To mark the celebration of 50 years since the Apollo 11 moon landing, Omega have announced that they have put the infamous Calibre 321 movement back into production!

Over the last 2 years and operating in total secrecy under the codename Alaska II Omega have set up a dedicated Calibre 321 facility in Bienne.

Eugene Cernan’s watch – an ST 105.003 which incidentally is the reference model that NASA tested to to become flight certified, is currently in the Omega Museum in Bienne. This was digitally scanned using to create the reference model for re-creating the reborn Calibre 321.

The new facility in Bienne will see end to end production of Calibre 321 watches by the same watchmaker including the movement, watch head and bracelet.

The Calibre 321 – Omega’s column wheel chronograph movement was last seen in the original Speedmaster before it was replaced by the calibre 861 (a cam actuated movement) before finally being updated to the calibre 1861 which is till used today. For more information, take a read of our recently published article “An introduction to chronograph movements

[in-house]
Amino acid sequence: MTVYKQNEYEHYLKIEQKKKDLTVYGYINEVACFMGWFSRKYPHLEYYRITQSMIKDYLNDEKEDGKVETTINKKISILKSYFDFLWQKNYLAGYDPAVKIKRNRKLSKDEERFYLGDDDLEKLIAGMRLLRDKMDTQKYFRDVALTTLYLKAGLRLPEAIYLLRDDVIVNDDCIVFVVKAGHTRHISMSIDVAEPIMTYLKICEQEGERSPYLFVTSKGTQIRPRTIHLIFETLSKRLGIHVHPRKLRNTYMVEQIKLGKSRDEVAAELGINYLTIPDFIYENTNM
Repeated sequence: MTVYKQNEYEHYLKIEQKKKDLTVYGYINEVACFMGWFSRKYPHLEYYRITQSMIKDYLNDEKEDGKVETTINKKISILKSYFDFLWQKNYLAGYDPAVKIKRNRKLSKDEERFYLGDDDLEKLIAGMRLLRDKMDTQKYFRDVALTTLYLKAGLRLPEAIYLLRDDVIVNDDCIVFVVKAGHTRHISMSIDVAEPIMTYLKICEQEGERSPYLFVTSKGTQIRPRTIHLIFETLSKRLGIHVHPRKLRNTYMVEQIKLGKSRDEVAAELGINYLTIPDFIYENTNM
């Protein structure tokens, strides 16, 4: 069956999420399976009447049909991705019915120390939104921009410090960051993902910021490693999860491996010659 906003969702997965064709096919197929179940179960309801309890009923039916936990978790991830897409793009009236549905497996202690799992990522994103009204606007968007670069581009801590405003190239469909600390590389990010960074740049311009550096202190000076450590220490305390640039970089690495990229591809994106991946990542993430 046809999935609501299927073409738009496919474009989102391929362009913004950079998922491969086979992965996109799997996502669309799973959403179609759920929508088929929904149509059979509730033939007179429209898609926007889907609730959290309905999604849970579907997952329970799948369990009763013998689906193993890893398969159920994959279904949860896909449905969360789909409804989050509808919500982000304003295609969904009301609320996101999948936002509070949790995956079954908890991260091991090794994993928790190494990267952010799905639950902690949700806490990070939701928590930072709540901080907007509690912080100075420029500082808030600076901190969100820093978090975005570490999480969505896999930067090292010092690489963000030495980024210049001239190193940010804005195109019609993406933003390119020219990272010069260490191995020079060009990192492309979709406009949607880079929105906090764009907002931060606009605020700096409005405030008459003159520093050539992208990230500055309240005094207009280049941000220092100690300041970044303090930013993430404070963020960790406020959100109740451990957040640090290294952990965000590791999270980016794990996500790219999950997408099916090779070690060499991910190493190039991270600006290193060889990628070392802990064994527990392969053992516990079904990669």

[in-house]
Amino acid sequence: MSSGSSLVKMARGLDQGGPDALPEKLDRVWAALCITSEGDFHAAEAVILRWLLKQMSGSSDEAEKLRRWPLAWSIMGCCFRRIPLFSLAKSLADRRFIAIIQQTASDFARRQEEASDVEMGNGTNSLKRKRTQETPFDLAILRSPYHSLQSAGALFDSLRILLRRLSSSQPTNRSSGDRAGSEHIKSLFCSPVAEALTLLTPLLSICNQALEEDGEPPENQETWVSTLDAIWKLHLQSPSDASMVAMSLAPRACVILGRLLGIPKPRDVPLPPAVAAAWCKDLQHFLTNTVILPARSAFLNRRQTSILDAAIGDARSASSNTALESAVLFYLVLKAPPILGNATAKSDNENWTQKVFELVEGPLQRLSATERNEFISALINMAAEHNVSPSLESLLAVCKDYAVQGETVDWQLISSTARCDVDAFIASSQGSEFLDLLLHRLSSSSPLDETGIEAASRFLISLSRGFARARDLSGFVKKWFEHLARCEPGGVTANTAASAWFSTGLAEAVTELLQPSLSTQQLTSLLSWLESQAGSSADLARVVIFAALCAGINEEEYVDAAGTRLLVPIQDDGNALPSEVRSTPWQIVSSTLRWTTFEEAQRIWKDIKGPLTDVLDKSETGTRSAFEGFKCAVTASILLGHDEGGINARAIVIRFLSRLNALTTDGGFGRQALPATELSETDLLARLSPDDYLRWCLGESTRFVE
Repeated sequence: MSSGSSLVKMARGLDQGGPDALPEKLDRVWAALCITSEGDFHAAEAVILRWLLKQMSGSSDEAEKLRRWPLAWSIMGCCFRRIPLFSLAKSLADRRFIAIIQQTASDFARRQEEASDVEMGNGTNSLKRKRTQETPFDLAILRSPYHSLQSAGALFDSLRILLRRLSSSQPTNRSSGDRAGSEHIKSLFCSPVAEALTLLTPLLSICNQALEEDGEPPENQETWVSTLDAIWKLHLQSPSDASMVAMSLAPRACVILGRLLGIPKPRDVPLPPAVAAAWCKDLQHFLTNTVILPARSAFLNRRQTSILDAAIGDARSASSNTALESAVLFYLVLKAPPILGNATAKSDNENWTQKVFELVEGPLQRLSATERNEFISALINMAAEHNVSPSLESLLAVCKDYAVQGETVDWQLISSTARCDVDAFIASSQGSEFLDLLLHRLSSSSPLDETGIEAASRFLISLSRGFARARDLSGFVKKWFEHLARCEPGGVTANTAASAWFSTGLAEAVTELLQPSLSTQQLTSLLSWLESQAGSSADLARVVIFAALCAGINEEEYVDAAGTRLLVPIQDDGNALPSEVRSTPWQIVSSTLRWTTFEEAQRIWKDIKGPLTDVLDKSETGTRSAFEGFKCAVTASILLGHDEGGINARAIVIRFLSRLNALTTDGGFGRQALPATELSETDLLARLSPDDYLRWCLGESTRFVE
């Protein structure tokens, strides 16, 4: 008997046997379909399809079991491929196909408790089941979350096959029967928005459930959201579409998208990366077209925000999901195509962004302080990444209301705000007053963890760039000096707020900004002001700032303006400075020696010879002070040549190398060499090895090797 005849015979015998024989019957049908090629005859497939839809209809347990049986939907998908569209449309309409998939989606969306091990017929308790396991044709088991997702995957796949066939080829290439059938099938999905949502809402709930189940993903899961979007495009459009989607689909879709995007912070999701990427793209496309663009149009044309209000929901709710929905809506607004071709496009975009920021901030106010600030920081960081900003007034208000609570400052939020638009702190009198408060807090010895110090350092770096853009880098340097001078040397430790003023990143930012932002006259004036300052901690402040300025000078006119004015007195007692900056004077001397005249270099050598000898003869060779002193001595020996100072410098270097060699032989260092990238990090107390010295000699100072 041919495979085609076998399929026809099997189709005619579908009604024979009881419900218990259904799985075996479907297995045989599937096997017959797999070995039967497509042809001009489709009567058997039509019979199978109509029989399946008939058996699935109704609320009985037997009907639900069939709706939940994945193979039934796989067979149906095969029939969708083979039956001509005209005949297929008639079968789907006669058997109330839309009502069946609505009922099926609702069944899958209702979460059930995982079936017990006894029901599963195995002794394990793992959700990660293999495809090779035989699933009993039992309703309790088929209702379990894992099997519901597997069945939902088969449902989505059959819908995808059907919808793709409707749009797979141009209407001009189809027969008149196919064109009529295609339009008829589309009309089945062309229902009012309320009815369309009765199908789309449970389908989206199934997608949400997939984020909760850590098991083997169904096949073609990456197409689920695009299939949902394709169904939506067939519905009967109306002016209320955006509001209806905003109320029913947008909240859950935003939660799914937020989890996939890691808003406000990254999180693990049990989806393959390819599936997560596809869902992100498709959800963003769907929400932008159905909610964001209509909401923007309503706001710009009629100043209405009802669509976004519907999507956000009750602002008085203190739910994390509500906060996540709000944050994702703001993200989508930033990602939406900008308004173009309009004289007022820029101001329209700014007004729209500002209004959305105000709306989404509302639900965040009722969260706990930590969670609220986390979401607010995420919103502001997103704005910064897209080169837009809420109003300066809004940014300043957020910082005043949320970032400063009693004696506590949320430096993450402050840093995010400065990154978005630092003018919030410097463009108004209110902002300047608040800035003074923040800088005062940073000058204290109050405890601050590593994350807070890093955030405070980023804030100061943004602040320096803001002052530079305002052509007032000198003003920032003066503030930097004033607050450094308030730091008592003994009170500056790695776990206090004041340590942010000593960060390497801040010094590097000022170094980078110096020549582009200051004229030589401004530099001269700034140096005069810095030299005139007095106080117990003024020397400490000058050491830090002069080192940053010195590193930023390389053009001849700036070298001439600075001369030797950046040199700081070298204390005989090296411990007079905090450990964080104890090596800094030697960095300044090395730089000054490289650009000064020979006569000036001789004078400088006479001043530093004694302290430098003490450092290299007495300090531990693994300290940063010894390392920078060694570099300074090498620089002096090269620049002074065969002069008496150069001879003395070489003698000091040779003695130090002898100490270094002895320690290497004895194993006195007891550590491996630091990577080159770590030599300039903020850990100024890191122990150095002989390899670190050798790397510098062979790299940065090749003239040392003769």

Omega fans have long been waiting to see the return of the Calibre 321 as it was last produced in 1968 and it will surprise few that Omega have chosen to bring this back as we look to celebrate the 50th anniversary of the Apollo 11 moon landing.

We expect to see an announcement from Omega within the next few months of a Apollo 11 50th anniversary limited edition Speedmaster to be released this year.

What do you think? – Will you be rushing to place a deposit for one as soon as its announced? Let us know in the comments!


Entrepreneur, philanthropist, technologist and watch collector, Ben is the founder of Wristworthy.

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